CenturyLink and Frontier apparently see the current FCC administration as potentially sympathetic to their concerns about business data services regulation. In a letter filed with the FCC yesterday, the carriers asked the commission to grant them non-dominant business data service status, arguing that they do not dominate that market because they have ample competition.
The move comes just a few months after the previous FCC administration in October attempted to impose FCC oversight on packet-based business data offerings and indicated plans to continue to regulate TDM-based business services from incumbent carriers such as CenturyLink and Frontier based on price cap regulation. (The term “special access” traditionally applied only to TDM services; more recently the FCC has begun to use the term “business data” to include both TDM- and packet-based offerings that carriers sell to businesses and other carriers.)
Previously only incumbent-delivered TDM data services were under FCC pricing control and at one time the FCC granted non-dominant status to incumbent carriers in certain markets, thereby giving the carriers pricing flexibility. That changed several years ago, however, when competitive carriers who sometimes purchase connectivity from incumbents expressed concern that non-dominant status had been granted incorrectly. At that time the FCC ceased granting non-dominant status in new markets and undertook an investigation into business data service pricing that dragged on for years, ultimately resulting in the FCC’s October proposal, which was never adopted because of the change of administration resulting from the November presidential election.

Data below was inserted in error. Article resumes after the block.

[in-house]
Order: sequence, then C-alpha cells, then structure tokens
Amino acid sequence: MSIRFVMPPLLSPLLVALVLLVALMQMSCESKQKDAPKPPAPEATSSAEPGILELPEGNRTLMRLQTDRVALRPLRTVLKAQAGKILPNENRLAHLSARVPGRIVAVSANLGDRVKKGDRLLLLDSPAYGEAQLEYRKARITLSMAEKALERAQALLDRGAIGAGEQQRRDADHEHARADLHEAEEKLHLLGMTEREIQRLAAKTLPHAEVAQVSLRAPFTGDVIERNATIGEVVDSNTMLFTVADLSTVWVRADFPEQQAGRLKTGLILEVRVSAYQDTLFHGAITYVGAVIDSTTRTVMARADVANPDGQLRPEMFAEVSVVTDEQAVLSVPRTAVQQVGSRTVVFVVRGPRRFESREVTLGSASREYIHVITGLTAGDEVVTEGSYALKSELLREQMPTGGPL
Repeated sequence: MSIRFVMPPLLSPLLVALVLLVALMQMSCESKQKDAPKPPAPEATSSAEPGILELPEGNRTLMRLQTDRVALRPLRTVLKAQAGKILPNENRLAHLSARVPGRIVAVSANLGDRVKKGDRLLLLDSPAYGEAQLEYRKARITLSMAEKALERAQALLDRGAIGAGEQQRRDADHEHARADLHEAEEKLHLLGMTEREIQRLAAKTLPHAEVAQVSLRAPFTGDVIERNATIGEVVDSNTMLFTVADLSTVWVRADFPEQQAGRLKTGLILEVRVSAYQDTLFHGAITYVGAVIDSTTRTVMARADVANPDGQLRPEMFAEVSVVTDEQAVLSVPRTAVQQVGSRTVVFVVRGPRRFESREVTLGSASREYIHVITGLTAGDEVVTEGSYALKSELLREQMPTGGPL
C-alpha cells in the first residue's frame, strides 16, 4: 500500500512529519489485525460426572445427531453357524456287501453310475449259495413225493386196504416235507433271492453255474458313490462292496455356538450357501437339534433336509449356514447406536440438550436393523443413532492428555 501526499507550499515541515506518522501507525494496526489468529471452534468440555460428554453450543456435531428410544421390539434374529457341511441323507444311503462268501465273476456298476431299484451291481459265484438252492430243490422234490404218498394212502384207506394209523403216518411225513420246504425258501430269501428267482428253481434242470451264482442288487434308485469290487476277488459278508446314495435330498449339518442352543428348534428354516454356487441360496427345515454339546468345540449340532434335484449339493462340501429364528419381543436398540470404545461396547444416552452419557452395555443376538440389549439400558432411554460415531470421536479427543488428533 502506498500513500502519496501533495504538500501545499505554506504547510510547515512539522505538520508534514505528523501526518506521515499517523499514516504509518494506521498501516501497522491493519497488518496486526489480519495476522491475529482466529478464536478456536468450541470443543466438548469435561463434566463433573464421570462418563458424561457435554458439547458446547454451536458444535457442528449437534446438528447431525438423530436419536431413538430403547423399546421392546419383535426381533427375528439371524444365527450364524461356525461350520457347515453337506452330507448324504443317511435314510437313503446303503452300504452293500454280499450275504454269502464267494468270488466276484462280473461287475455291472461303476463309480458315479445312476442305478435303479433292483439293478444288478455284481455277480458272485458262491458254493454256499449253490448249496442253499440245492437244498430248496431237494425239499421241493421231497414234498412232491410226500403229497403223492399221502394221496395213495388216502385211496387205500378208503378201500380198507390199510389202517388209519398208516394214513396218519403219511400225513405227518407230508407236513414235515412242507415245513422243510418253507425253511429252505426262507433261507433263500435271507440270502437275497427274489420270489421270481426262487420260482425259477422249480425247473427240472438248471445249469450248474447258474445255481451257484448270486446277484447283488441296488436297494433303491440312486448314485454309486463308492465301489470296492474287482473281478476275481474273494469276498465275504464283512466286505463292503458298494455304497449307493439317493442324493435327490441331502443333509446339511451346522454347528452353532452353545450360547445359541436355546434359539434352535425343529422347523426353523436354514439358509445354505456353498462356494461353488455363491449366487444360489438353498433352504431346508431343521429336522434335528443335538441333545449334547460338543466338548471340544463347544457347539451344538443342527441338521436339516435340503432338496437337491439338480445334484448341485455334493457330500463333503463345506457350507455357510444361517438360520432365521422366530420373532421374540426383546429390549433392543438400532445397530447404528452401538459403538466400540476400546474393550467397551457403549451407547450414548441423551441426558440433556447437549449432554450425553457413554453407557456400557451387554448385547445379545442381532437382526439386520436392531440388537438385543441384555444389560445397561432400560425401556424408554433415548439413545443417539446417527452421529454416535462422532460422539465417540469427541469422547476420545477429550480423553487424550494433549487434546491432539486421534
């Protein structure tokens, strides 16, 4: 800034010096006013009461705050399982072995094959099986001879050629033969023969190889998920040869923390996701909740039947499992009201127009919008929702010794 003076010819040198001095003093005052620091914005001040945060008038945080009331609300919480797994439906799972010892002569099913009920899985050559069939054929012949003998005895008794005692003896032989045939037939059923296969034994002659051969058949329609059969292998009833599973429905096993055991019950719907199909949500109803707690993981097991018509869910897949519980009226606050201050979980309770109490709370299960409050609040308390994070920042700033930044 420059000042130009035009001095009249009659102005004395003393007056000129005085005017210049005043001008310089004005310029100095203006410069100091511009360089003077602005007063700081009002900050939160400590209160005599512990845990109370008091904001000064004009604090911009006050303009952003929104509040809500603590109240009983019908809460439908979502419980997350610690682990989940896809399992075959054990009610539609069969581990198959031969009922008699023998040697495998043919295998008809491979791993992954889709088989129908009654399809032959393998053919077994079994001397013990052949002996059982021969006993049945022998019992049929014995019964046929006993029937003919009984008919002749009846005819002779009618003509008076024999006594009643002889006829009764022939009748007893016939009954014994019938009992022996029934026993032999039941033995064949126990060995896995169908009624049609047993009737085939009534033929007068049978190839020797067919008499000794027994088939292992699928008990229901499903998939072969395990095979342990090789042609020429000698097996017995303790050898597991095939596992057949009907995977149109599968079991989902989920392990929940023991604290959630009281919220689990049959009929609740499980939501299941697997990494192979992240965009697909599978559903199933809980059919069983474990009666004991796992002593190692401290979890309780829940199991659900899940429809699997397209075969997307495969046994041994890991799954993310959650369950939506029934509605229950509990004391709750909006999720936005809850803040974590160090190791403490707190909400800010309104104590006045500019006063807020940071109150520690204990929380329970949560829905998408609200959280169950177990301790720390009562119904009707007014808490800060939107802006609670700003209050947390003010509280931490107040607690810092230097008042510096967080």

Non-Dominant Business Data Service Status
In a letter filed jointly with the FCC, CenturyLink and Frontier argue that non-dominant business data service status will:
- promote investment, particularly in rural areas
- advance the FCC’s objectives of technological neutrality and regulatory parity
- facilitate negotiations
On the latter point, the carriers argue that “[i]n some cases, tariffs serve as a de facto bar precluding a would-be customer from relying on [incumbent carrier] offerings because the [incumbent] lacks sufficient latitude to offer discounts from tariffed rates.”
The letter also states that competitors operate in 95.2% of all census blocks where an incumbent offers special access-type service and that among those buildings served only by an incumbent, 98.7% are “close enough to competitive facilities to experience the price-constraining effects of competition.”
Competitive carriers and some organizations representing business data service users have continued to support heavier regulation, however, arguing that incumbents still exert monopoly control. A key question may be whether the widely deployed data services that cable companies deliver over hybrid-fiber coax infrastructure are comparable with business data services delivered over traditional fiber and copper networks.
The FCC currently has just three commissioners and is dominated by Republicans Ajit Pai and Michael O’Rielly, both of whom disagreed with former FCC Chairman Tom Wheeler’s proposals on business data service regulation.
Pai has argued that the business data service market is competitive and O’Rielly stated previously that Wheeler’s proposal would have treated service provider revenues from special access services contracts as “ill-gotten gains rather than mutually agreed upon terms.”